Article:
Christmas cards, like any other greeting card, are meant to convey best wishes of the season, or offer sympathy in case of illness or other somber occasion. Cards such as these are often exchanged between people in Western countries, many other countries, and those in Asia. Often, they are given out by non-Christians as well as those who are Christians. Some cards have a biblical verse, some are fun, and there are cards for adults and children. Card makers consider Christmas as a major holiday event.
Season’s Greetings conveys a generic, even non-Christian greeting while some people like the traditional Merry Christmas and a Happy New Year. Many illustrations are used on Christmas cards, such as Winter scenes, the nativity, Santa Claus, Christmas presents, Peace, and even Christmas decorated palm trees or flamingoes in California and Florida! There are often reindeer, snowmen, holly, candles, fireplaces, baubles, as well as activities like shopping, partying or caroling available on cards, too.
Some cards, most likely ones with a cottage or church design or Santa Claus, have glitter on them. Other cards are fold outs and can be quite elaborate. Others are sold by the box in a whole range of sizes and quantities. Families enjoy taking a Christmas photo, which can include the dog, and using that on their annual Christmas card send out. Other cards carry old street scenes with windows all aglow, snowdrifts with a cottage nestled amongst the trees, or shopping for a Christmas tree.
Sir Henry Cole ordered the first Christmas cards in 1843, in London. Cole introduced the Penny Post 3 years before and this would increase revenue from that. Also, the cards were expensive for the time — a shilling. Often, early cards from Britain depicted religious or Winter themes, and not the flowers or fairies or birds of spring. Shaped and decorated cards became popular later in the century. Louis Prang was the first printer to have cards available in America, and this was in 1864. You can see one of his Christmas cards here, the one labeled 1864. Knockoffs eventually drove him from that lucrative market.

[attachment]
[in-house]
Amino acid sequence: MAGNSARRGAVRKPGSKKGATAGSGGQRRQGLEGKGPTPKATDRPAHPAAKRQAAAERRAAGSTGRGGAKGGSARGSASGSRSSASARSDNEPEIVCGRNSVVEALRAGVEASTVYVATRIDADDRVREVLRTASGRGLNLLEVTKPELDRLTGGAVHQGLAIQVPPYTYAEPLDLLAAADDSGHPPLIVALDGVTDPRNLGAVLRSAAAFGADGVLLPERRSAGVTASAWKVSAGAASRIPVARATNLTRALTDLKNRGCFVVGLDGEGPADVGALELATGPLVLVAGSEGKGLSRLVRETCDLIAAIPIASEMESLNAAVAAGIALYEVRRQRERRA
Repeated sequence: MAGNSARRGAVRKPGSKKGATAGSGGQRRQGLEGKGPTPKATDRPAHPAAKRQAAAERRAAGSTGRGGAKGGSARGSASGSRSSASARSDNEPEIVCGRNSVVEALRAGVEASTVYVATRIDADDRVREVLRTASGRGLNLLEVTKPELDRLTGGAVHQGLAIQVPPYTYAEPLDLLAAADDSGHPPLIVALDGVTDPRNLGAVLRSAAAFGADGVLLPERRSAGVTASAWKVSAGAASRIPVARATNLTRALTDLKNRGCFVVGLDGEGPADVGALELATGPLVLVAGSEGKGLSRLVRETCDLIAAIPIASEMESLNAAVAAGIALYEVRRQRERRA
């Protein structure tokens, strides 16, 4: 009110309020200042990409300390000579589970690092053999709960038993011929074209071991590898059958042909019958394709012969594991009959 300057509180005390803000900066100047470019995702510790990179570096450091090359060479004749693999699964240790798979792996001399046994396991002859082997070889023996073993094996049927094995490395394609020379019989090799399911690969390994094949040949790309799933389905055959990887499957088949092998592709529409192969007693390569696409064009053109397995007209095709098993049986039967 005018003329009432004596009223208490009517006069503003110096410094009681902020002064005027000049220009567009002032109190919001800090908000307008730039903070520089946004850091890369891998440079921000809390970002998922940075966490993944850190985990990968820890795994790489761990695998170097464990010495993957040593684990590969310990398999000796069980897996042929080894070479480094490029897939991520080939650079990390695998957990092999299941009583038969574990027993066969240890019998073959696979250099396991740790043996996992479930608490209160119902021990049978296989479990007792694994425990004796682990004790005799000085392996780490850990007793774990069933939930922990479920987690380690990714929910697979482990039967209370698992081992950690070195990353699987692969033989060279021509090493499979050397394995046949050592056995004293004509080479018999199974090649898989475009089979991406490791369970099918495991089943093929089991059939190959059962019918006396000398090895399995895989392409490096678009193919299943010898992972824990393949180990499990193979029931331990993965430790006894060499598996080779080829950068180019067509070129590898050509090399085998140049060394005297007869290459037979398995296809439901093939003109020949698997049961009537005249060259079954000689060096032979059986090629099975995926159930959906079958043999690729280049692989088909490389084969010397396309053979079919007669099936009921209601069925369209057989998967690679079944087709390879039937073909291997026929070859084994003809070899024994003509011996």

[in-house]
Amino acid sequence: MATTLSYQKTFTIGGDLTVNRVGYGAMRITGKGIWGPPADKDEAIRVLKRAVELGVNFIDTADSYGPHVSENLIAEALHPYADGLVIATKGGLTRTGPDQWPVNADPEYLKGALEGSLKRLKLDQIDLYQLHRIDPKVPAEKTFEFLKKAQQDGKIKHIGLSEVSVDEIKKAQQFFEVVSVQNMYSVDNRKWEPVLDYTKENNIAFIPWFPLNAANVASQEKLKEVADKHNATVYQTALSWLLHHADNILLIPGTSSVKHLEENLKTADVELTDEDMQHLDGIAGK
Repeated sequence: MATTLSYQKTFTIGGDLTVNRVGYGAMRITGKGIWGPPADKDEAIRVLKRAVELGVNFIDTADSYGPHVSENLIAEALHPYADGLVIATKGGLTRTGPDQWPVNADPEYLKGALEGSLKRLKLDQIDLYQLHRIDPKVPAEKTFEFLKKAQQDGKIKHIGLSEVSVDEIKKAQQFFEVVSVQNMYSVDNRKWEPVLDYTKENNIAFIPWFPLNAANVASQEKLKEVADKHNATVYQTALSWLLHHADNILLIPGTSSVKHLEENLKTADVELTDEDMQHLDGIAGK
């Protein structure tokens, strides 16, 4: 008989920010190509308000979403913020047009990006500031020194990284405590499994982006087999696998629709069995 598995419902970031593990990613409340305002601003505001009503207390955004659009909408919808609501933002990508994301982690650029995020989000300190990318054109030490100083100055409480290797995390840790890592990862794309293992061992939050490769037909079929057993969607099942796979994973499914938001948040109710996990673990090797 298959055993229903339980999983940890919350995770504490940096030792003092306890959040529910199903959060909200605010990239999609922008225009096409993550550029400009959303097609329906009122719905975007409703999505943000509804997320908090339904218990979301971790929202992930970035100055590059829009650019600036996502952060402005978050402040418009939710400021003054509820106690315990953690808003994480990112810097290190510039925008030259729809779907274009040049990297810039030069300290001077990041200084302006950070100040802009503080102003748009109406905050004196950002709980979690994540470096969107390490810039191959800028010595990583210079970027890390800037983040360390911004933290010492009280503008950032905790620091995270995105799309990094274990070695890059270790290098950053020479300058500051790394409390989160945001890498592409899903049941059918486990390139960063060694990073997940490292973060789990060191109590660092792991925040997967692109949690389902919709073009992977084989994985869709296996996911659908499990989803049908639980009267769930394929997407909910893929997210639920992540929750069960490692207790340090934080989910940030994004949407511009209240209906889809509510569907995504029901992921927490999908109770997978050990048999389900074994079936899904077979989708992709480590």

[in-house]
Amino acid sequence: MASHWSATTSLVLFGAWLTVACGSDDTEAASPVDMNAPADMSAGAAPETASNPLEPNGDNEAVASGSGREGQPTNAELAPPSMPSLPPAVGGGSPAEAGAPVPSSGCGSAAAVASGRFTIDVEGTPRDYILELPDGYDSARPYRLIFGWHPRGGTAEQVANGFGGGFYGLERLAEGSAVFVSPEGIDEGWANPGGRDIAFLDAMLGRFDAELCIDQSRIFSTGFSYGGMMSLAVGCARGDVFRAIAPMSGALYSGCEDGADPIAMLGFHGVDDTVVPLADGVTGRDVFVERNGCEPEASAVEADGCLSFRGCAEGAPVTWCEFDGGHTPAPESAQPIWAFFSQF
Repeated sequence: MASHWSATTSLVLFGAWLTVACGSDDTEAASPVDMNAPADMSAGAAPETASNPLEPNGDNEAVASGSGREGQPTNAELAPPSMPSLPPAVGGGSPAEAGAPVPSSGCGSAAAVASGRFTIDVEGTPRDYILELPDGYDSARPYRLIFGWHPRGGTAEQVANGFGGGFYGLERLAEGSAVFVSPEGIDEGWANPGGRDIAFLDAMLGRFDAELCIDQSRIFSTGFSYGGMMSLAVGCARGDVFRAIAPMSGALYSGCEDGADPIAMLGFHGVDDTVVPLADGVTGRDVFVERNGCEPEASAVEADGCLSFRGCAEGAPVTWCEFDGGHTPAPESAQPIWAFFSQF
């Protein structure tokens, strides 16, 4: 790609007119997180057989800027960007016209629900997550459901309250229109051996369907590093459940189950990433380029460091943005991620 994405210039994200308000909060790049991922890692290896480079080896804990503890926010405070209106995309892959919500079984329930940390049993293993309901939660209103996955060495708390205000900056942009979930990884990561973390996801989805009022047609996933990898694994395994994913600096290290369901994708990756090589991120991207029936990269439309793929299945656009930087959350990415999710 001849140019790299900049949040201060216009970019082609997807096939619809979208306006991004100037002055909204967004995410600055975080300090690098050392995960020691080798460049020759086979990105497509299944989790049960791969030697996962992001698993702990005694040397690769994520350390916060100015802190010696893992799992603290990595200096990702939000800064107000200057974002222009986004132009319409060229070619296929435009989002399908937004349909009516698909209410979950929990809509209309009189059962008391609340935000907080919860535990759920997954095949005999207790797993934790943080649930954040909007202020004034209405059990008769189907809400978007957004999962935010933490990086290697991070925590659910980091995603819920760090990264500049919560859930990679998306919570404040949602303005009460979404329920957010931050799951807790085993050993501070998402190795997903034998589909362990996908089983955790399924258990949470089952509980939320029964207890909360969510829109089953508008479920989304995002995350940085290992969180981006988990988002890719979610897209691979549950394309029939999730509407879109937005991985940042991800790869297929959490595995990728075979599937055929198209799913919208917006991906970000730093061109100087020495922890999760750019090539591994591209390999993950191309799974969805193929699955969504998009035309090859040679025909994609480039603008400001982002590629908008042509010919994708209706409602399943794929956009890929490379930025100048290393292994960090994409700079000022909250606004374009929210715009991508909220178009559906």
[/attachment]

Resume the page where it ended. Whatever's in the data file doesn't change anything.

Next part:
Elaborate cards from the Victorian age were driven off the market by postcards but they returned in the 1920s, with cards and envelopes. During and after the 2 world wars in the twentieth century, patriotic themes in many forms were popular. In our century, reproductions from the Victorian era regained popularity. Technology has resulted in the decline of printed Christmas cards. Email and phone contact is mostly responsible. Still, in the U.K., the originator of Christmas cards, over 668.9 million printed cards were sold in 2008.
Queen Victoria started with official Christmas cards in the 1840s. The first White House official card was put out by Eisenhower in 1953. Over one million, four hundred thousand White House cards were sent out in 2005. Businesses then and now use Christmas cards to promote their business or to thank customers for their following. Trade cards go way back to the eighteenth century and these are where our modern Christmas cards came from.
The UNICEF Christmas card program started in 1949. Artists from across the world have provided artwork for these fundraising cards. Charities often sell or give out Christmas stickers and stamps. Sometimes they’re sent out to many people, and a small percentage garner a donation. Official Christmas stamps are issued by lots of different countries and these seem to be popular, although some folks have leftovers and will use them up even six months after Christmas! Germany’s postal system gave millions of free scented stickers out to customers and their Christmas cards would have smelled like cinnamon, evergreens, a honey wax candle, gingerbread, oranges and even a baked apple!
With computers, people can design and even print wonderful Christmas cards on their computers. Some families like to make all of their cards by hand and children seem to love these card-making sessions. Handmade cards can be a gift in themselves and are often kept long after a commercially-printed one. There are a lot of card-printing and drawing programs available for most computers. Photographs taken by a person may be enhanced, even to look like a watercolor painting, and used on a Christmas card. Clip art is readily available, often for free, to decorate computer-made Christmas cards.
Collectable cards from the second half of the nineteenth century are highly prized. One of J.C. Horsley’s original cards sold for about $13,000 in 2005. Another card by Horsley fetched the most ever at an auction, when it was sold for around $30,000. Old Christmas cards can be useful when donated to charities, or art from scrap locations. One classic craft project is cutting card scenes out and creating a basket from them. Children can sew the cards together using yarn, and a blanket stitch works well.
In this millennium, more and more of us go to e-cards for our Christmas greeting needs. The trouble with that is you can’t save them in a pretty box, look at them years later, and hand them down to your grandchildren. Christmas cards may be becoming a lost tradition in their original form, but some will always be treasured and kept forever.